That wasn’t part of his plan. Of course he wanted to include us, he claimed, he loves us. We are his daughters. But actions speak louder than words, and the more secrets he kept from us, the more he confided in our stepmother instead of us, the worse it got. In a few short months I had gone from being the person my father told everything to, to the person my father yelled at for having an attitude.

It was awful. I didn’t know how to handle the shift, and I especially didn’t know who I was. I was caught between the adult-kid paradigms. I had always acted like a mini-adult, even when I was very young, and for months I was treated as such until my father could find an appropriate replacement.

Now that I live away from him I like to think these feelings don’t come into effect much anymore. I keep just as many secrets from him as he does from me. The foundation of our relationship sits happily upon secrets, the Don’t Ask Don’t Tell policy having been implemented the second I moved out. He knows I smoke pot, but we don’t talk about it (unless I get caught smoking a joint before Christmas dinner). He knows I have sex, but we don’t acknowledge it because what father-daughter coupling does? But when a broken home and stepmother are thrown into the mix, it complicates things. The more secrets we keep from each other, the further apart we drift, and the more the resentment builds. So I think to myself: he can have his new life, it’s not like I want to be a part of it anyway.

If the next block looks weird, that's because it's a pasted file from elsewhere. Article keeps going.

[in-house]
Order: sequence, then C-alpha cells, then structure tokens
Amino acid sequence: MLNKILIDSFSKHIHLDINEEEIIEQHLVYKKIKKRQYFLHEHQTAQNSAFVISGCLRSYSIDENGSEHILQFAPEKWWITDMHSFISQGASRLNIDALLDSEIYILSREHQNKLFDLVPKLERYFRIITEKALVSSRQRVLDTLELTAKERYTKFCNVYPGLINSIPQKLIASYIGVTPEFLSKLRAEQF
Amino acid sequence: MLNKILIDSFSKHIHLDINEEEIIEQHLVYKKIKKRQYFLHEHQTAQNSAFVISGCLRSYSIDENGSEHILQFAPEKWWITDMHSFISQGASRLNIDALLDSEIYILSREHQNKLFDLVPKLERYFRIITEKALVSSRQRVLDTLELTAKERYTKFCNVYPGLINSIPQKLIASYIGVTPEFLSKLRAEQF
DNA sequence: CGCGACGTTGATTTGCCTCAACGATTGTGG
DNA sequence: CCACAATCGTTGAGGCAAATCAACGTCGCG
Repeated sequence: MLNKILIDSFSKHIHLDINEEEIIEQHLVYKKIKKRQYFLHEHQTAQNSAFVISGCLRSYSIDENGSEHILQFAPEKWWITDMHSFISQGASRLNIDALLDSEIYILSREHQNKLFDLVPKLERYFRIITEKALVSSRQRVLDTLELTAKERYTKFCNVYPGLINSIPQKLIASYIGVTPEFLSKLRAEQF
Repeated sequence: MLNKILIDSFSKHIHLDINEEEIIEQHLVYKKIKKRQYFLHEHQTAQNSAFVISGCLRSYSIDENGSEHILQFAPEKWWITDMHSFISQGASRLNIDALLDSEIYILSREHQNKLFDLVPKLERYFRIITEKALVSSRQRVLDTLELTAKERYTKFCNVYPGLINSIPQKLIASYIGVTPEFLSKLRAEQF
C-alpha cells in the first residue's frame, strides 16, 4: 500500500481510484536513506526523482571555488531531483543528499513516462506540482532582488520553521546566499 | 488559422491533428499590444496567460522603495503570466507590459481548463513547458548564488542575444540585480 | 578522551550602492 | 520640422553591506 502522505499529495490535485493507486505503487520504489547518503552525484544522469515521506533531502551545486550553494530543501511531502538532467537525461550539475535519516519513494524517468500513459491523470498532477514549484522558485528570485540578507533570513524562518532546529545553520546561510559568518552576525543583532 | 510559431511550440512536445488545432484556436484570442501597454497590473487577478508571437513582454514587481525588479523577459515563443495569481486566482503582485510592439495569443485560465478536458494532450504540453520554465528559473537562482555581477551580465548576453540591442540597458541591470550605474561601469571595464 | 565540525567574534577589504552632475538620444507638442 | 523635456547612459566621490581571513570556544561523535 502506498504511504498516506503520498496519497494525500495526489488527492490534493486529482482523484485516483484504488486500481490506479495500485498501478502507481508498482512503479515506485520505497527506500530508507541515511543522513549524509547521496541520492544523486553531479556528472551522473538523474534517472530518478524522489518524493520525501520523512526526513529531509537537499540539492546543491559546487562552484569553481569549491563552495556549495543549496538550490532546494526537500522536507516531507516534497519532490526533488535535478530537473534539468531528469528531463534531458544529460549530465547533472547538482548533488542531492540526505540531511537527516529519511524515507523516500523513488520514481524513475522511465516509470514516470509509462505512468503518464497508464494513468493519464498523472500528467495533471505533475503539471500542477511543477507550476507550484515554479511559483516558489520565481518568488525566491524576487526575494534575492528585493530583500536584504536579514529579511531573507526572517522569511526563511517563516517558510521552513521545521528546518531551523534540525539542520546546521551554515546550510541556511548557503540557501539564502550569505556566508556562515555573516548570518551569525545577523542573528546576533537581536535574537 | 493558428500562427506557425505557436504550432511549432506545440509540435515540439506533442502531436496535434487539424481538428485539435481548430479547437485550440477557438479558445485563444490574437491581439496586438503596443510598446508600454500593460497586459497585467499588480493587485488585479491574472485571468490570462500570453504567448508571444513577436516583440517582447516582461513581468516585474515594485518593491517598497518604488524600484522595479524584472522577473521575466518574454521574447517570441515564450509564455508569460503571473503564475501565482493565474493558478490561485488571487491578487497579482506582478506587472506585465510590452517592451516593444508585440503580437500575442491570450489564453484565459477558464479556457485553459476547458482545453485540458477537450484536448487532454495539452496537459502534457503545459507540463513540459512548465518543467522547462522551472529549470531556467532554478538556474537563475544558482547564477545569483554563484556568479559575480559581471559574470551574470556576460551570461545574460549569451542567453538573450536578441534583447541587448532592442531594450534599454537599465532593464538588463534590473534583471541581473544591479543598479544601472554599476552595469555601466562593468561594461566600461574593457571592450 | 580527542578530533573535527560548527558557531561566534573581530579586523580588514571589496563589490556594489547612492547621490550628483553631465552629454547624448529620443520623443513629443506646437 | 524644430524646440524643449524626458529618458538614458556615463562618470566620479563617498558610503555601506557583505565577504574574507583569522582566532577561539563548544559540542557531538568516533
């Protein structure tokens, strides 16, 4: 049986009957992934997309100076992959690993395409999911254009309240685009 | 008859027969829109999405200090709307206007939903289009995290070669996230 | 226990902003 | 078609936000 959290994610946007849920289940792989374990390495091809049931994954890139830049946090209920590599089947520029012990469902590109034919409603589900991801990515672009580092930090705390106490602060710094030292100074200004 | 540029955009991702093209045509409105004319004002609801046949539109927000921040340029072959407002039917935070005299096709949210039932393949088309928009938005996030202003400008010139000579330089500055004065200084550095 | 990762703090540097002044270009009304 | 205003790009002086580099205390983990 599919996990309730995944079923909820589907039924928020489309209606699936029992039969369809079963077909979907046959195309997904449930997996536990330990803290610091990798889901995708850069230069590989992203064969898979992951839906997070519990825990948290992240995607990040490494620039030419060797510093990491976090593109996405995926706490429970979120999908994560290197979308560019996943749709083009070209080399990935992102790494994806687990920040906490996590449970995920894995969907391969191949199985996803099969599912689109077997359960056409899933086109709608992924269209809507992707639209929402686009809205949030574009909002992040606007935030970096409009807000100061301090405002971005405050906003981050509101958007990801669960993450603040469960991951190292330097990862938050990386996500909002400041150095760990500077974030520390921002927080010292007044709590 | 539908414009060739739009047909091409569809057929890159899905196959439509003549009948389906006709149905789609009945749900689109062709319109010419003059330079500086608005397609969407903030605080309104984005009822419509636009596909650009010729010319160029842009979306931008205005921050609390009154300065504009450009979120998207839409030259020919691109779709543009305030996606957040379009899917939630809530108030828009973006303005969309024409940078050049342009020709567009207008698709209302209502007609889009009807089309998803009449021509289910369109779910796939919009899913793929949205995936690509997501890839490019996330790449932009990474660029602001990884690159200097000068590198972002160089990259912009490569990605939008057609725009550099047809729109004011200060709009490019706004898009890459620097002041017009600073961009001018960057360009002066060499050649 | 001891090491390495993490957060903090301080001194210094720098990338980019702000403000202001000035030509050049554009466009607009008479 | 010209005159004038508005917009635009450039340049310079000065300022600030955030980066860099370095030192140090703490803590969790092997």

But I do, so I keep answering his phone calls even though he pisses me off. And he keeps our topics of conversation painfully superficial because he is a WASP, and intensely private, and the most emotionally immature person I’ve ever known. But the trouble is that, while I forgive my boyfriends and even seek out men who can offer me that same kind of emotional fragility and instability, I cannot forgive my father for refusing to talk about anything real. I can understand and even appreciate the lengths my boyfriends go to to conceal their feelings from me, but I cannot forgive my father for not understanding that our relationship is so timid and strained because of all those secrets.